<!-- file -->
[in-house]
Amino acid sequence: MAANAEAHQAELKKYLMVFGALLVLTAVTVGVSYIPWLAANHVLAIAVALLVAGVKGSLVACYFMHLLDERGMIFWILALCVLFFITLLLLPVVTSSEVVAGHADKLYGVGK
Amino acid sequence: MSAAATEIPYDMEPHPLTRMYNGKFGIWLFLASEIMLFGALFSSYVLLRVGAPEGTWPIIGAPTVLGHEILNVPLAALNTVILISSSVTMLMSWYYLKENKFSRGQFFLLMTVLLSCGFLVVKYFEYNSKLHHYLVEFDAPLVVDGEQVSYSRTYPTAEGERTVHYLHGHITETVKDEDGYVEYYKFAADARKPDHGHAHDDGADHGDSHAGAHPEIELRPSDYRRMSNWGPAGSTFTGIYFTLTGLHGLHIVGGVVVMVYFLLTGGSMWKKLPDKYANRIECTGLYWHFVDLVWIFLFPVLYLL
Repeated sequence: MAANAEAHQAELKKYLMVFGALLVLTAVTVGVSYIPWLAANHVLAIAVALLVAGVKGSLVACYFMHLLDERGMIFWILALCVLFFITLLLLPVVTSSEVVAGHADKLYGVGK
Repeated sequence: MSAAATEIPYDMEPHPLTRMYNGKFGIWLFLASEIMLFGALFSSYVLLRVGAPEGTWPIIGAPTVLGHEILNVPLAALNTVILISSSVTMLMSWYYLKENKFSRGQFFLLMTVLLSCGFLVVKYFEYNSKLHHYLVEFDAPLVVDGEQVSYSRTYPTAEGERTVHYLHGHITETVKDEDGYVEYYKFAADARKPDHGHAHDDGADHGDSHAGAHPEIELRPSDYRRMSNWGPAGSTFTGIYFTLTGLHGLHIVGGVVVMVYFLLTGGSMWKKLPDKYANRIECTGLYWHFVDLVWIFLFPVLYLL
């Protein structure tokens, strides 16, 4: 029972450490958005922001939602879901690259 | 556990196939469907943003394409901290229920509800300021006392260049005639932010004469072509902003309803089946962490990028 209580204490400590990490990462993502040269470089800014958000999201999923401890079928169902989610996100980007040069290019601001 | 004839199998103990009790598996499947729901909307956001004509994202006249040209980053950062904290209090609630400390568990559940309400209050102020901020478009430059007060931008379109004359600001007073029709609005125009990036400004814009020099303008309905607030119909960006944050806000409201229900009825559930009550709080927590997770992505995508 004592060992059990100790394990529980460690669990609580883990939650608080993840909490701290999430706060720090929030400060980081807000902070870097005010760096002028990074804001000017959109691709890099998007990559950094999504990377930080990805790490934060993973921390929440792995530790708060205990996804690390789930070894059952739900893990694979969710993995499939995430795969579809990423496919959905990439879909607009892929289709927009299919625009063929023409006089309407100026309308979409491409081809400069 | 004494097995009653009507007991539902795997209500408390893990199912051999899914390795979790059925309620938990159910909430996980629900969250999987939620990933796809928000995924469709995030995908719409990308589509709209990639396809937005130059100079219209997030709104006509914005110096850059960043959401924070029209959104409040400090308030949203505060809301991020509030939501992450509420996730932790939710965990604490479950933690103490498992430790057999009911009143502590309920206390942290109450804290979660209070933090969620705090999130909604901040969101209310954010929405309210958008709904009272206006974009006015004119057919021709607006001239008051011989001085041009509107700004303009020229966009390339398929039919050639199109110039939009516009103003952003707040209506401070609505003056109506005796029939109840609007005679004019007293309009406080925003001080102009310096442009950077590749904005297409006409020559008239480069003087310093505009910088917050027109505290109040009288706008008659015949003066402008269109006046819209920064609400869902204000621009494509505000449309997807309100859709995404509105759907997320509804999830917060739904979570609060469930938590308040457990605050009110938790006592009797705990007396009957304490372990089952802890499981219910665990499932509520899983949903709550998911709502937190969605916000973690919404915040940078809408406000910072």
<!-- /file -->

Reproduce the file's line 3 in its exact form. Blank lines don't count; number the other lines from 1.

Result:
Amino acid sequence: MSAAATEIPYDMEPHPLTRMYNGKFGIWLFLASEIMLFGALFSSYVLLRVGAPEGTWPIIGAPTVLGHEILNVPLAALNTVILISSSVTMLMSWYYLKENKFSRGQFFLLMTVLLSCGFLVVKYFEYNSKLHHYLVEFDAPLVVDGEQVSYSRTYPTAEGERTVHYLHGHITETVKDEDGYVEYYKFAADARKPDHGHAHDDGADHGDSHAGAHPEIELRPSDYRRMSNWGPAGSTFTGIYFTLTGLHGLHIVGGVVVMVYFLLTGGSMWKKLPDKYANRIECTGLYWHFVDLVWIFLFPVLYLL